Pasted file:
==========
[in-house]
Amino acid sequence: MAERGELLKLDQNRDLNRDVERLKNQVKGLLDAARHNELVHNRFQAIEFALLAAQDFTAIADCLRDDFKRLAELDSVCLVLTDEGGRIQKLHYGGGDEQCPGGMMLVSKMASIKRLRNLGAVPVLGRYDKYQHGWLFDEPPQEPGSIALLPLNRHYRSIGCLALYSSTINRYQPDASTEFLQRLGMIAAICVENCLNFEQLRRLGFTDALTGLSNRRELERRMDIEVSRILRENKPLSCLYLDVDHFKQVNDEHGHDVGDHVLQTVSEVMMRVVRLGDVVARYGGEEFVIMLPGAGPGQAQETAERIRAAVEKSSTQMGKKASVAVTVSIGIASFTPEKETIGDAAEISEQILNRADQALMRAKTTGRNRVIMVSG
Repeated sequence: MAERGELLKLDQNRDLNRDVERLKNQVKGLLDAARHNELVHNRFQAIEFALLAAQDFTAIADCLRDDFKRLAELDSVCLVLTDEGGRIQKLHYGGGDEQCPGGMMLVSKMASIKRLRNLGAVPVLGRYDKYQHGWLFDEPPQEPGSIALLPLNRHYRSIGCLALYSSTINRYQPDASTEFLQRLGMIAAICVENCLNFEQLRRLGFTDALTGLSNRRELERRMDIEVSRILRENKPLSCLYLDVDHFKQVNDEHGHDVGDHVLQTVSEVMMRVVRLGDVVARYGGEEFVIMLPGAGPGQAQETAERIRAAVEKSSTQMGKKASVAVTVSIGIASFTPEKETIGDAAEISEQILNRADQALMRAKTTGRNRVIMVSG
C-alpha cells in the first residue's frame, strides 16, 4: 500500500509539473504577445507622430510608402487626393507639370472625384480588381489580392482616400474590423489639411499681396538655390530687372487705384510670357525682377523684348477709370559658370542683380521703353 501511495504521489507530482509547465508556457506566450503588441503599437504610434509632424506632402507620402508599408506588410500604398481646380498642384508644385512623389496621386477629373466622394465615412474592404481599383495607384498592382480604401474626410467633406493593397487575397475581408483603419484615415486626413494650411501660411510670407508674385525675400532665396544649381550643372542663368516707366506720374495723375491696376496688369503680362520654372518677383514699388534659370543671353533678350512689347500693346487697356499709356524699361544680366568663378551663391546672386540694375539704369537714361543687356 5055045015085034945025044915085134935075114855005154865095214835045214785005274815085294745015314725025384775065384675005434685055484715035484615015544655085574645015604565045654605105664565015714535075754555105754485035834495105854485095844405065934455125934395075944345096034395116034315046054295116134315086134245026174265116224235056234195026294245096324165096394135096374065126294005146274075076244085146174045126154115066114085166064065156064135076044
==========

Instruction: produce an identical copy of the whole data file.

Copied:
[in-house]
Amino acid sequence: MAERGELLKLDQNRDLNRDVERLKNQVKGLLDAARHNELVHNRFQAIEFALLAAQDFTAIADCLRDDFKRLAELDSVCLVLTDEGGRIQKLHYGGGDEQCPGGMMLVSKMASIKRLRNLGAVPVLGRYDKYQHGWLFDEPPQEPGSIALLPLNRHYRSIGCLALYSSTINRYQPDASTEFLQRLGMIAAICVENCLNFEQLRRLGFTDALTGLSNRRELERRMDIEVSRILRENKPLSCLYLDVDHFKQVNDEHGHDVGDHVLQTVSEVMMRVVRLGDVVARYGGEEFVIMLPGAGPGQAQETAERIRAAVEKSSTQMGKKASVAVTVSIGIASFTPEKETIGDAAEISEQILNRADQALMRAKTTGRNRVIMVSG
Repeated sequence: MAERGELLKLDQNRDLNRDVERLKNQVKGLLDAARHNELVHNRFQAIEFALLAAQDFTAIADCLRDDFKRLAELDSVCLVLTDEGGRIQKLHYGGGDEQCPGGMMLVSKMASIKRLRNLGAVPVLGRYDKYQHGWLFDEPPQEPGSIALLPLNRHYRSIGCLALYSSTINRYQPDASTEFLQRLGMIAAICVENCLNFEQLRRLGFTDALTGLSNRRELERRMDIEVSRILRENKPLSCLYLDVDHFKQVNDEHGHDVGDHVLQTVSEVMMRVVRLGDVVARYGGEEFVIMLPGAGPGQAQETAERIRAAVEKSSTQMGKKASVAVTVSIGIASFTPEKETIGDAAEISEQILNRADQALMRAKTTGRNRVIMVSG
C-alpha cells in the first residue's frame, strides 16, 4: 500500500509539473504577445507622430510608402487626393507639370472625384480588381489580392482616400474590423489639411499681396538655390530687372487705384510670357525682377523684348477709370559658370542683380521703353 501511495504521489507530482509547465508556457506566450503588441503599437504610434509632424506632402507620402508599408506588410500604398481646380498642384508644385512623389496621386477629373466622394465615412474592404481599383495607384498592382480604401474626410467633406493593397487575397475581408483603419484615415486626413494650411501660411510670407508674385525675400532665396544649381550643372542663368516707366506720374495723375491696376496688369503680362520654372518677383514699388534659370543671353533678350512689347500693346487697356499709356524699361544680366568663378551663391546672386540694375539704369537714361543687356 5055045015085034945025044915085134935075114855005154865095214835045214785005274815085294745015314725025384775065384675005434685055484715035484615015544655085574645015604565045654605105664565015714535075754555105754485035834495105854485095844405065934455125934395075944345096034395116034315046054295116134315086134245026174265116224235056234195026294245096324165096394135096374065126294005146274075076244085146174045126154115066114085166064065156064135076044